Risk factors, confounding and the illusion of statistical control

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Risk factors, confounding and the illusion of statistical control. / Christenfeld, NJS; Sloan, RP; Carroll, Douglas; Greenland, S.

In: Psychosomatic Medicine, Vol. 66, 01.01.2004, p. 868-875.

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Christenfeld, NJS ; Sloan, RP ; Carroll, Douglas ; Greenland, S. / Risk factors, confounding and the illusion of statistical control. In: Psychosomatic Medicine. 2004 ; Vol. 66. pp. 868-875.

Bibtex

@article{5fdfe24361be4262b465d1250cc282df,
title = "Risk factors, confounding and the illusion of statistical control",
abstract = "ABSTRACT: When experimental designs are premature, impractical, or impossible, researchers must rely on statistical methods to adjust for potentially confounding effects. Such procedures, however, are quite fallible. We examine several errors that often follow the use of statistical adjustment. The first is inferring a factor is causal because it predicts an outcome even after {"}statistical control{"} for other factors. This inference is fallacious when (as usual) such control involves removing the linear contribution of imperfectly measured variables, or when some confounders remain unmeasured. The converse fallacy is inferring a factor is not causally important because its association with the outcome is attenuated or eliminated by the inclusion of covariates in the adjustment process. This attenuation may only reflect that the covariates treated as confounders are actually mediators (intermediates) and critical to the causal chain from the study factor to the study outcome. Other problems arise due to mismeasurement of the study factor or outcome, or because these study variables are only proxies for underlying constructs. Statistical adjustment serves a useful function, but it cannot transform observational studies into natural experiments, and involves far more subjective judgment than many users realize.",
keywords = "covariates, mediators, confounds, statistical control, risk factors",
author = "NJS Christenfeld and RP Sloan and Douglas Carroll and S Greenland",
year = "2004",
month = jan,
day = "1",
doi = "10.1097/01.psy.0000140008.70959.41",
language = "English",
volume = "66",
pages = "868--875",
journal = "Psychosomatic Medicine",
issn = "0033-3174",
publisher = "Lippincott Williams and Wilkins",

}

RIS

TY - JOUR

T1 - Risk factors, confounding and the illusion of statistical control

AU - Christenfeld, NJS

AU - Sloan, RP

AU - Carroll, Douglas

AU - Greenland, S

PY - 2004/1/1

Y1 - 2004/1/1

N2 - ABSTRACT: When experimental designs are premature, impractical, or impossible, researchers must rely on statistical methods to adjust for potentially confounding effects. Such procedures, however, are quite fallible. We examine several errors that often follow the use of statistical adjustment. The first is inferring a factor is causal because it predicts an outcome even after "statistical control" for other factors. This inference is fallacious when (as usual) such control involves removing the linear contribution of imperfectly measured variables, or when some confounders remain unmeasured. The converse fallacy is inferring a factor is not causally important because its association with the outcome is attenuated or eliminated by the inclusion of covariates in the adjustment process. This attenuation may only reflect that the covariates treated as confounders are actually mediators (intermediates) and critical to the causal chain from the study factor to the study outcome. Other problems arise due to mismeasurement of the study factor or outcome, or because these study variables are only proxies for underlying constructs. Statistical adjustment serves a useful function, but it cannot transform observational studies into natural experiments, and involves far more subjective judgment than many users realize.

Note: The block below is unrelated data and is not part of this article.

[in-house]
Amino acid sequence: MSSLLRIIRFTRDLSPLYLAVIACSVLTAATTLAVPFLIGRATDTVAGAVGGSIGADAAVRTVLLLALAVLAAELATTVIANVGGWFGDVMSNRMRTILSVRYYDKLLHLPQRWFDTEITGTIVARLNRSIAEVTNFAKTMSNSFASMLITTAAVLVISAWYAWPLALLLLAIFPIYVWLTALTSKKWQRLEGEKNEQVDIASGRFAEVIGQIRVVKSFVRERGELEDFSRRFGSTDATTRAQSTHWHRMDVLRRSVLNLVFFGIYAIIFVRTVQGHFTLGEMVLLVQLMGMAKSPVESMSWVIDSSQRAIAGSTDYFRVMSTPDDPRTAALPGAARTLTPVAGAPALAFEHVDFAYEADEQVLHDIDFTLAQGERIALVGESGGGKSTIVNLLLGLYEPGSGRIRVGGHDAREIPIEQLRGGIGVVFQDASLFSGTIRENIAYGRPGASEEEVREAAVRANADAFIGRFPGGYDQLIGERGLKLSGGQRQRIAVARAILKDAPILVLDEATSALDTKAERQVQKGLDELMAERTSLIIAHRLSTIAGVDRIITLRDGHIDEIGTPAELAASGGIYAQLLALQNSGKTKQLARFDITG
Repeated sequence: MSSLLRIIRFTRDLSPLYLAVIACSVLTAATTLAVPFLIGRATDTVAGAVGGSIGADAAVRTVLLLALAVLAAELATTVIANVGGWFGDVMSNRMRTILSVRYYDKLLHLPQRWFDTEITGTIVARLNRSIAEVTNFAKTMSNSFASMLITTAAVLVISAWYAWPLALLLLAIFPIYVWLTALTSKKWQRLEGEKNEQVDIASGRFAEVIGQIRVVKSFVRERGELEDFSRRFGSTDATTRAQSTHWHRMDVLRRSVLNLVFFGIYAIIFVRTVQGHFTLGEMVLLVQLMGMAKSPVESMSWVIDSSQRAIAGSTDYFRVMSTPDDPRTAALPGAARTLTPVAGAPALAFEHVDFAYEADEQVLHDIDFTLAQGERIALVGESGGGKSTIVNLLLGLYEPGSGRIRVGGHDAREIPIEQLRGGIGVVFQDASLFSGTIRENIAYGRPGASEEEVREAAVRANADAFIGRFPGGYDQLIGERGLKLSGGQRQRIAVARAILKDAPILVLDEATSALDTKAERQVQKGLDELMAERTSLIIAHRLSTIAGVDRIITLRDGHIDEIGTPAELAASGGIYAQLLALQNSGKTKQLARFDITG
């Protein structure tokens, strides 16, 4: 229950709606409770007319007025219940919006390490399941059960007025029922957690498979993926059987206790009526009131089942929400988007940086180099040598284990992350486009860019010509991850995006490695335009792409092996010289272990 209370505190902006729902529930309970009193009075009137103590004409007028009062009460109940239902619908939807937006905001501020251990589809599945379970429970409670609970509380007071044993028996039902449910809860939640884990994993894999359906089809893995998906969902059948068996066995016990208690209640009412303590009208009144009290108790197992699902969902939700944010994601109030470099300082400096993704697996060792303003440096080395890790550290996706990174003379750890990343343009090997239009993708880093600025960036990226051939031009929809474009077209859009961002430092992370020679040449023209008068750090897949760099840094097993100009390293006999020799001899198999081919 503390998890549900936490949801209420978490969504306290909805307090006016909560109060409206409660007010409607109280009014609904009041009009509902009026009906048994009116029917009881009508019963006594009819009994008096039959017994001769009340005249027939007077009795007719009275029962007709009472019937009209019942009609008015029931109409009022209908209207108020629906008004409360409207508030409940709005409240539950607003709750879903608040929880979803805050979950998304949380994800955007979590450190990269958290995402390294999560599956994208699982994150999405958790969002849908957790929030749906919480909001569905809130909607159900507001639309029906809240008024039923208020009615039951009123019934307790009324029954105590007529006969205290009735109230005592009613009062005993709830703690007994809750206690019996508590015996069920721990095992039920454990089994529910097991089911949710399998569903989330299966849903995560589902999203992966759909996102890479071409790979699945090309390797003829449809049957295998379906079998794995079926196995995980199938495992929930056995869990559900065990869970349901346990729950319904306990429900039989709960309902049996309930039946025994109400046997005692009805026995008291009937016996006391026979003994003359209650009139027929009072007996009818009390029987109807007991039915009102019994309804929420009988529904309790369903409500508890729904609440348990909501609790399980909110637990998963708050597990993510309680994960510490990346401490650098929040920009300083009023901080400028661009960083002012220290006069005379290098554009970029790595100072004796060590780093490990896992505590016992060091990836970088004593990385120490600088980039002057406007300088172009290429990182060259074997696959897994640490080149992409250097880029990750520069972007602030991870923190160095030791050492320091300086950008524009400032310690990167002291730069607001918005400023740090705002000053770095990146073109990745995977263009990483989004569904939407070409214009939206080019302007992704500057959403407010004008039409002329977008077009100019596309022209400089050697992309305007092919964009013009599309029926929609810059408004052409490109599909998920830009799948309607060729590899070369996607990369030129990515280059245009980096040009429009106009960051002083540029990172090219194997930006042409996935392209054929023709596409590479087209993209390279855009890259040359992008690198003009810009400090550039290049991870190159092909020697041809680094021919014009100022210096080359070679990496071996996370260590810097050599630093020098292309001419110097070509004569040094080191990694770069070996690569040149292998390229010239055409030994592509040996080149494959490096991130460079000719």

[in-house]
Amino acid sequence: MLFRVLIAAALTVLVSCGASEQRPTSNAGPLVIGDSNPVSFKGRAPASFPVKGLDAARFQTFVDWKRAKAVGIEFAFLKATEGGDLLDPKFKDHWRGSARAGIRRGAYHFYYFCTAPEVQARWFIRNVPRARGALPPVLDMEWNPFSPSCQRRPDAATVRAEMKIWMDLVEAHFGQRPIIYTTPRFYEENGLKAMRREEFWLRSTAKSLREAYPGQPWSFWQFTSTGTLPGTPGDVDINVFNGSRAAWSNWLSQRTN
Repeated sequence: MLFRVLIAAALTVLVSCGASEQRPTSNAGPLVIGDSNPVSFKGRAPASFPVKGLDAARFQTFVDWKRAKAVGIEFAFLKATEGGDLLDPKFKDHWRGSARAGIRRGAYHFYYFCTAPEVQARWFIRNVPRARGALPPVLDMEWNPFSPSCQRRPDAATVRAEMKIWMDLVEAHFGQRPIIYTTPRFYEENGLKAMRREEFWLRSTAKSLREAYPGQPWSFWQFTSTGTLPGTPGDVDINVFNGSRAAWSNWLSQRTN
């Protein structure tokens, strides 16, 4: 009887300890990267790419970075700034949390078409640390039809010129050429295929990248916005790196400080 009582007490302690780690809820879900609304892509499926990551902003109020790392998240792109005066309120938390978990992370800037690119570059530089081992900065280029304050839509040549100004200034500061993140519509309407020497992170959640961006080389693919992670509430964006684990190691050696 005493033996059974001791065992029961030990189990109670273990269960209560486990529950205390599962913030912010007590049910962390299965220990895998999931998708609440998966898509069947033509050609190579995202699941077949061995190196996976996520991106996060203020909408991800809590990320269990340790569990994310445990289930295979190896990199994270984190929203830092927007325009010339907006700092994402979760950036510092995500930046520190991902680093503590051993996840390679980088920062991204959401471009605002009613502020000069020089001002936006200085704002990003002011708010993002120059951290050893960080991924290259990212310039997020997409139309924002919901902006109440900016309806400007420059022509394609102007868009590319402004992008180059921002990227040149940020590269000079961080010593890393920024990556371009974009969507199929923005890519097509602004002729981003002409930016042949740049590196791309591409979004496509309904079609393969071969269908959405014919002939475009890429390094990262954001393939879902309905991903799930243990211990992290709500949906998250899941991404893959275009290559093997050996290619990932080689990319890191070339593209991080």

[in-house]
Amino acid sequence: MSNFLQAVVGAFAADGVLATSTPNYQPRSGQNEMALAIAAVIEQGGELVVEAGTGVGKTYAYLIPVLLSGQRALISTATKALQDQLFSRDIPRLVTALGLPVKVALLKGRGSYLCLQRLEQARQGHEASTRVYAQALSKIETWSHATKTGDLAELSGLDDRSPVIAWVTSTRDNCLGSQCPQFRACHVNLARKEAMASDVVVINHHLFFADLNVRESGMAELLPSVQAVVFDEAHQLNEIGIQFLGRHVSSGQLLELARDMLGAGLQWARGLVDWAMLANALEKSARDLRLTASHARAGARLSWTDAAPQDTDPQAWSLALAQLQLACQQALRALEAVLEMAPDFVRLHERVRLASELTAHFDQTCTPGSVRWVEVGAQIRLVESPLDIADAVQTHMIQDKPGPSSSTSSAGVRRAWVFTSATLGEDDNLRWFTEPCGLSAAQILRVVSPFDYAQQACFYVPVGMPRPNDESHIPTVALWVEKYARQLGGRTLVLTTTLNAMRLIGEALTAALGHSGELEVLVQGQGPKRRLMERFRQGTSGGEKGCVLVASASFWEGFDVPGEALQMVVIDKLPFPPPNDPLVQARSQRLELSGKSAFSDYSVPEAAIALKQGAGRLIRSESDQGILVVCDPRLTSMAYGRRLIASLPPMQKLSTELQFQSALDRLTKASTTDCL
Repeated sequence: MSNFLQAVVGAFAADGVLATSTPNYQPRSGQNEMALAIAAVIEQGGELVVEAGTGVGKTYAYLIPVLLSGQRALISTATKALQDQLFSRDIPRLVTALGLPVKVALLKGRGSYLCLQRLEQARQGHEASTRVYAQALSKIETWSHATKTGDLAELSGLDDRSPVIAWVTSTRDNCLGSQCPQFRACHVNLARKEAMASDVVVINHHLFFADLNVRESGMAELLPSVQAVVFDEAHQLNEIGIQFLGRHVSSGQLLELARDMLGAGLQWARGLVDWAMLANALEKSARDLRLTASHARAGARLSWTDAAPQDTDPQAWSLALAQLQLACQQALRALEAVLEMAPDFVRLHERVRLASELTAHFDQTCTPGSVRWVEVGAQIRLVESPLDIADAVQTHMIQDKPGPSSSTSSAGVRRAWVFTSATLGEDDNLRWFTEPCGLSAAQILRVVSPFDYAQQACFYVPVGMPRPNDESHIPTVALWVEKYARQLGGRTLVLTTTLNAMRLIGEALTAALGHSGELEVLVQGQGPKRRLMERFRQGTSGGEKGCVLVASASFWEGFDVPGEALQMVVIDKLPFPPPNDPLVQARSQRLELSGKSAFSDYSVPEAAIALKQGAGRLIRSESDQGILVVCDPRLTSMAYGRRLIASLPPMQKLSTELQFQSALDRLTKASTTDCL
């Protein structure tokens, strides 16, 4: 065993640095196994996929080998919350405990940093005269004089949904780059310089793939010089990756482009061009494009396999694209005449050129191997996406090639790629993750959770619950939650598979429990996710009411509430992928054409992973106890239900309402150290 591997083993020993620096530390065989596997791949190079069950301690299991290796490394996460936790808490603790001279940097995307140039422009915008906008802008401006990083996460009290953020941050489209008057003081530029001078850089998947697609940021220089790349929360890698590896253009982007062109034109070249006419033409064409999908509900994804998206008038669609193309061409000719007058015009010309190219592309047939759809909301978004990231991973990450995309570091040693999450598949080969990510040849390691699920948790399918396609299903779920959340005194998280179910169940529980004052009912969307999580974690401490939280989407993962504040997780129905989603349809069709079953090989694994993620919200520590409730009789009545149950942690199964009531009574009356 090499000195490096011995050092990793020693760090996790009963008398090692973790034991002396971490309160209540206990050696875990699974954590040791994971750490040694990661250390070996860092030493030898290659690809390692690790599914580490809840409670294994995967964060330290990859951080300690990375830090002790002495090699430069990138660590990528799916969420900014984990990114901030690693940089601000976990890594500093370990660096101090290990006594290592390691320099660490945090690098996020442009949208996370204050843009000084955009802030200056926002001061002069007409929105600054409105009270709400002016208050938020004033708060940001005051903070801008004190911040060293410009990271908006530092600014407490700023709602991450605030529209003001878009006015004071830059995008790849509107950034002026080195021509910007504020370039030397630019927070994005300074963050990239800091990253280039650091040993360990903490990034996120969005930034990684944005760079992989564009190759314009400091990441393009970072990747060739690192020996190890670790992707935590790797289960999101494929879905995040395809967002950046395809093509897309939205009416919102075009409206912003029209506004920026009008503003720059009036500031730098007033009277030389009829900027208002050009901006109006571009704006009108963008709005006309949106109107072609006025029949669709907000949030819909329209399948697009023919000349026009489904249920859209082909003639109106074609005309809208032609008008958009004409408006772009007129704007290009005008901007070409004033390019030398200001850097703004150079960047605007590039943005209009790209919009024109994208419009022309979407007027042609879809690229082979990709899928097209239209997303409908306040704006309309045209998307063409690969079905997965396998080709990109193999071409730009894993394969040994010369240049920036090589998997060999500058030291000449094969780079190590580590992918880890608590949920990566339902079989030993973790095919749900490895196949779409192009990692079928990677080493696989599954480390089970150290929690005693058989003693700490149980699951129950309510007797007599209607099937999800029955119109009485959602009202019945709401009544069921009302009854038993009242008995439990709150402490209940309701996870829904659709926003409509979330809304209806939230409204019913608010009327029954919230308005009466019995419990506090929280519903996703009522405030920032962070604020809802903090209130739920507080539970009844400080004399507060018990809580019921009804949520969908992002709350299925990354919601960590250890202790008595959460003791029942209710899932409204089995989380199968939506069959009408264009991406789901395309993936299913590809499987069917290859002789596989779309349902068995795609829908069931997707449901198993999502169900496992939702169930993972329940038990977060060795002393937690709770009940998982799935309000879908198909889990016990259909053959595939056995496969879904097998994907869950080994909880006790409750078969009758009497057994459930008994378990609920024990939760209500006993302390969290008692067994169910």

AB - ABSTRACT: When experimental designs are premature, impractical, or impossible, researchers must rely on statistical methods to adjust for potentially confounding effects. Such procedures, however, are quite fallible. We examine several errors that often follow the use of statistical adjustment. The first is inferring a factor is causal because it predicts an outcome even after "statistical control" for other factors. This inference is fallacious when (as usual) such control involves removing the linear contribution of imperfectly measured variables, or when some confounders remain unmeasured. The converse fallacy is inferring a factor is not causally important because its association with the outcome is attenuated or eliminated by the inclusion of covariates in the adjustment process. This attenuation may only reflect that the covariates treated as confounders are actually mediators (intermediates) and critical to the causal chain from the study factor to the study outcome. Other problems arise due to mismeasurement of the study factor or outcome, or because these study variables are only proxies for underlying constructs. Statistical adjustment serves a useful function, but it cannot transform observational studies into natural experiments, and involves far more subjective judgment than many users realize.

KW - covariates

KW - mediators

KW - confounds

KW - statistical control

KW - risk factors

UR - http://www.scopus.com/inward/record.url?scp=9244223046&partnerID=8YFLogxK

U2 - 10.1097/01.psy.0000140008.70959.41

DO - 10.1097/01.psy.0000140008.70959.41

M3 - Article

C2 - 15564351

VL - 66

SP - 868

EP - 875

JO - Psychosomatic Medicine

JF - Psychosomatic Medicine

SN - 0033-3174

ER -